- It is easy to lose track of time while meditating. Being concerned about time can be distracting to meditation. Some people find it liberating to set a timer and let it be concerned about how long you have to meditate. Choose a gentle timer. If it is too jarring, the anticipation of the alarm can be distracting.
- If you find it difficult to meditate for the length of time you have chosen, try a shorter time for a while. Almost anyone can meditate for a minute or two without experiencing intrusive thoughts. Then, as the ocean of the mind calms, you gradually lengthen your meditation session until you have achieved the desired length of time.
- Make some effort to be mindful of your mood and thoughts when not meditating. You may notice that you feel calmer, happier, and sharper on days when you have meditated, and notice a decrease in these qualities when you have not.
- Meditation practiced over a long term period of time has been shown to have many beneficial results and is well worth continued practice. Benefits include: Increased mindfulness and awareness, reduced stress, calmer and more relaxed moods, improved memory and focus, and increased in grey matter (brain cells) in various parts of the brain.
- It may be beneficial to mentally review or replay the previous day at the start of your sessions, if you can do so in a relaxed, passive way. This often happens naturally, and sometimes it's best to allow this to happen, as long as you don't get emotionally wrapped up or let it go on too long before beginning meditation. This procedure is known as "processing" of recent events, and becoming skilled at performing a non-judgmental review of events does much to increase awareness and emotional well-being.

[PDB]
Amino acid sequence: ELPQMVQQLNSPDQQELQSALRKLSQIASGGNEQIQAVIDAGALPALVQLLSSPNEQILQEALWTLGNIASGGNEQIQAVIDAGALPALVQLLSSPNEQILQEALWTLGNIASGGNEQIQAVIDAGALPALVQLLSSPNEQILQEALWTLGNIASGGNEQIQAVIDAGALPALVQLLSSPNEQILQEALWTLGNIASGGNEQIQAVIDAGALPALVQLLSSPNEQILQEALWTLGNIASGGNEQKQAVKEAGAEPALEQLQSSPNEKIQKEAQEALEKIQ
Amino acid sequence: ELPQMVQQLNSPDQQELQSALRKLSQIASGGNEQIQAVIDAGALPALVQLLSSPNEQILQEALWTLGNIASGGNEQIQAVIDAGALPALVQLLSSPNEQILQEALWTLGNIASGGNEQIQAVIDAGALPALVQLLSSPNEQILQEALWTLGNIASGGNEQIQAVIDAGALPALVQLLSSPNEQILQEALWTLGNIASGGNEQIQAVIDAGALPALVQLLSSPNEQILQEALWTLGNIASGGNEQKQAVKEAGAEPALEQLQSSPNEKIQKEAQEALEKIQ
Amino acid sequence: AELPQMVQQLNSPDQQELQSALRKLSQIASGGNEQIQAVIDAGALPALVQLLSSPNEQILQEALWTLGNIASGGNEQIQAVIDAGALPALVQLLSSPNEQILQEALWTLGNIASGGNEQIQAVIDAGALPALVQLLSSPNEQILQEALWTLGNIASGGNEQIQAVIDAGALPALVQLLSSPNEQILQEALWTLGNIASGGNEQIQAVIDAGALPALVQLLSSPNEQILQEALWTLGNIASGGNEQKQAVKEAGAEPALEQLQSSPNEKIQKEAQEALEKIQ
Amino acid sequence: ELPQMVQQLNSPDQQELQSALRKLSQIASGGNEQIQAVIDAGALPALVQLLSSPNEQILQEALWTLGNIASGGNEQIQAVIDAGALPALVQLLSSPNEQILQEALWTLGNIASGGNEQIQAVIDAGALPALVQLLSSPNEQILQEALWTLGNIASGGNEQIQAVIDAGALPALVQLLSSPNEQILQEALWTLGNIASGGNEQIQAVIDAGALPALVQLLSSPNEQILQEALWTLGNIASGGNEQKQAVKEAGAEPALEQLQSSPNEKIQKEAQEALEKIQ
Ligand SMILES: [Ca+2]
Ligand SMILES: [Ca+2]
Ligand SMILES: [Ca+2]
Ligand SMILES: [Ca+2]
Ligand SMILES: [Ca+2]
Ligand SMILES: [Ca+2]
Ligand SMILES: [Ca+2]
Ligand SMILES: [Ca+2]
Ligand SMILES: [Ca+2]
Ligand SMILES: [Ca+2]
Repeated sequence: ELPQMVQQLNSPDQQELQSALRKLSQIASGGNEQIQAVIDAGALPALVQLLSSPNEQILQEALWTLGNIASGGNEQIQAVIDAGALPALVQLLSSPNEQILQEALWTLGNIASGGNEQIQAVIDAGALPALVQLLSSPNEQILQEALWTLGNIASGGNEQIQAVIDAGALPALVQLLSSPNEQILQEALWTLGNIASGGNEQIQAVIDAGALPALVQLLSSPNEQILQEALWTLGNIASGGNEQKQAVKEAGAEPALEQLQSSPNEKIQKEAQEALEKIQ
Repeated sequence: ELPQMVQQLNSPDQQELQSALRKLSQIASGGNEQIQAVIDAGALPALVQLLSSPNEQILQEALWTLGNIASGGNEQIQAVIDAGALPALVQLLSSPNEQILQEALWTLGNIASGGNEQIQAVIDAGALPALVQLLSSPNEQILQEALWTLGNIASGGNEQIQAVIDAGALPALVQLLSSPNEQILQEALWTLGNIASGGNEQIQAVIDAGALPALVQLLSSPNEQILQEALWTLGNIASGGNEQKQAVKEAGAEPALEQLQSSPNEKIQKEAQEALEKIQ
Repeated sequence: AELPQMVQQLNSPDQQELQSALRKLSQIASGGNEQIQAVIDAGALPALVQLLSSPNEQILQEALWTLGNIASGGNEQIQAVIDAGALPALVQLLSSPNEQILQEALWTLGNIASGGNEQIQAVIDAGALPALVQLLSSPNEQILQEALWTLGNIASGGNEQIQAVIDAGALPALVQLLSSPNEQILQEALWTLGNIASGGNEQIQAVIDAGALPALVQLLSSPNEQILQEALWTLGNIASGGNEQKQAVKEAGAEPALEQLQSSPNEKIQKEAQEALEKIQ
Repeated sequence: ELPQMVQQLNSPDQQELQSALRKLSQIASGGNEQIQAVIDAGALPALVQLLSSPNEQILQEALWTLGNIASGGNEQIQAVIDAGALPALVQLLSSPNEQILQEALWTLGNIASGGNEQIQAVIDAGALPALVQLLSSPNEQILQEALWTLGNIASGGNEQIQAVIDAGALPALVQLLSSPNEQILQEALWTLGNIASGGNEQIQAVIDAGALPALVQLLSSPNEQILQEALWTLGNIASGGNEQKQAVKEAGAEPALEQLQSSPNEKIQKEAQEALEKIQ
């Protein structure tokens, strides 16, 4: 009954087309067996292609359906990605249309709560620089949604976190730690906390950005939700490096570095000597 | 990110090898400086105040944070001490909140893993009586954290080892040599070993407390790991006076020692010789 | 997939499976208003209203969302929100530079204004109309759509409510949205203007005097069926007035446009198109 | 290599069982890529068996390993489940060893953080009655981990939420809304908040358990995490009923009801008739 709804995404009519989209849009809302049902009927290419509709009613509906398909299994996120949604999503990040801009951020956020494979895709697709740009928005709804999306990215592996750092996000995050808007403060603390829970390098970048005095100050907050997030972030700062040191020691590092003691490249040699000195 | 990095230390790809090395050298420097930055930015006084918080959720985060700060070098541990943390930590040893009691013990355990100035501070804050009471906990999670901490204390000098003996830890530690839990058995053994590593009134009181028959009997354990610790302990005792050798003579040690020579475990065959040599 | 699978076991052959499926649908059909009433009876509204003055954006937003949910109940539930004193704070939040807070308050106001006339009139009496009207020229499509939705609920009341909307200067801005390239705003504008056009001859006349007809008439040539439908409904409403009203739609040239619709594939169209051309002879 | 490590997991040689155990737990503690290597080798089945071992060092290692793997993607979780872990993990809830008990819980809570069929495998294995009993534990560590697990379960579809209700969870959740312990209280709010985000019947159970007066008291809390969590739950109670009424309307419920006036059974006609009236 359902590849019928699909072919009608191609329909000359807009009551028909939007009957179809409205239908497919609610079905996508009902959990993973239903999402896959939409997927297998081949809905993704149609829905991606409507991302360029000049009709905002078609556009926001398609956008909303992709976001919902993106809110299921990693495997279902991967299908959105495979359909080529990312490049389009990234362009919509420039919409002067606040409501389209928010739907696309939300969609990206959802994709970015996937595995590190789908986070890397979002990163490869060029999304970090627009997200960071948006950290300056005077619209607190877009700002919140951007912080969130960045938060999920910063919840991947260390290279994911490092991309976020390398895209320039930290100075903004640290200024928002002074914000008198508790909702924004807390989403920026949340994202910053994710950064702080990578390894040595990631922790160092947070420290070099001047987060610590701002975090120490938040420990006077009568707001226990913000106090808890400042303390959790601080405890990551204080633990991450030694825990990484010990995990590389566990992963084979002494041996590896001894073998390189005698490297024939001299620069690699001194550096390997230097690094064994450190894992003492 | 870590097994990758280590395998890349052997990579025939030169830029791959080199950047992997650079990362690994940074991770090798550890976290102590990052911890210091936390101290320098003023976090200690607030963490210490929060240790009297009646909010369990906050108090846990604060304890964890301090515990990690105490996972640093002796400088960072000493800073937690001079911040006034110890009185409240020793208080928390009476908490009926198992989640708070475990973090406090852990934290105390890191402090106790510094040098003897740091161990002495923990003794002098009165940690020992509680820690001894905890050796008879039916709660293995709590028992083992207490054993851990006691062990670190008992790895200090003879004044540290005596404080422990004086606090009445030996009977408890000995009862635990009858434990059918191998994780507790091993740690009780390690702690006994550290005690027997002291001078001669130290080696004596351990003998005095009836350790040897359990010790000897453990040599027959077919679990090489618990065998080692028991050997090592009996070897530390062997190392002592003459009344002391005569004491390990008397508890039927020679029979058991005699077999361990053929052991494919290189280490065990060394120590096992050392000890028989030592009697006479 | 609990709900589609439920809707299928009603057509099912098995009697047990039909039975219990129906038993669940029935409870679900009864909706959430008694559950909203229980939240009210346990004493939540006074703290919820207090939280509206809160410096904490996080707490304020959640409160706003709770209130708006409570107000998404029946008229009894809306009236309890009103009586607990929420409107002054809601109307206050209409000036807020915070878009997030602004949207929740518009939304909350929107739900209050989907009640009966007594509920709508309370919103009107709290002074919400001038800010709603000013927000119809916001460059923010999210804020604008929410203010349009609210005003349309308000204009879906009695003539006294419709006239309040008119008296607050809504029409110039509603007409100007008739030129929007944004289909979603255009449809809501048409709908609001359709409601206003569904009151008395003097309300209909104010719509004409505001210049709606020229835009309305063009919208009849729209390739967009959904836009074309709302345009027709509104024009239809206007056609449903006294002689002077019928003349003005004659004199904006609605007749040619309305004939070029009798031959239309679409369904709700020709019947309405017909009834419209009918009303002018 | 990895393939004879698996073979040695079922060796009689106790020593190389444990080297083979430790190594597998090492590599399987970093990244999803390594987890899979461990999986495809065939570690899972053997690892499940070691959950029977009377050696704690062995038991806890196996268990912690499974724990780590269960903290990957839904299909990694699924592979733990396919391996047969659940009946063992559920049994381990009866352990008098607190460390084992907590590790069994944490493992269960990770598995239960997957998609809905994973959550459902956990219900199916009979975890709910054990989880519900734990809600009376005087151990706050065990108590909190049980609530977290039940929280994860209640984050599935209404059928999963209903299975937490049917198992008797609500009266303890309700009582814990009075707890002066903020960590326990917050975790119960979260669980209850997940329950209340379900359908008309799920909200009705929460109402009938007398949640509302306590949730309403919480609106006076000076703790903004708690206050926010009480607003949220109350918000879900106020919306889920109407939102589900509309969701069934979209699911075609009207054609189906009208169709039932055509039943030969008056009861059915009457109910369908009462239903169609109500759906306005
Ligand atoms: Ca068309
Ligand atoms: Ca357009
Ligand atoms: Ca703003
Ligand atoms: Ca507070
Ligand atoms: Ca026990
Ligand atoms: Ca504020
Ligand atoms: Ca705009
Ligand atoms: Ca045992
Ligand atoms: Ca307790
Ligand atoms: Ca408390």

- Do what works best for you. What works for some people might have other techniques that might not work for you. Don't let that get you down. Remember to relax!
- The benefits of meditation can be experienced long before the practitioner has been successful in maintaining focus or clearing the mind, simply as a result of the practice.
- You should be comfortable enough to concentrate, but not so comfortable that you feel the urge to fall asleep.
- Set aside a specific time each day for meditation, but don't overdo it. If 20-30 minutes in the morning isn't enough, add another session later in the day instead of trying for a single, longer session.
- What you do with a silent mind is up to you. Some people find that it is a good time to introduce an intention or a desired outcome to the subconscious mind. Others prefer to "rest" in the rare silence that meditation offers. For religious people, meditation is often used to connect with their God(s) and receive visions.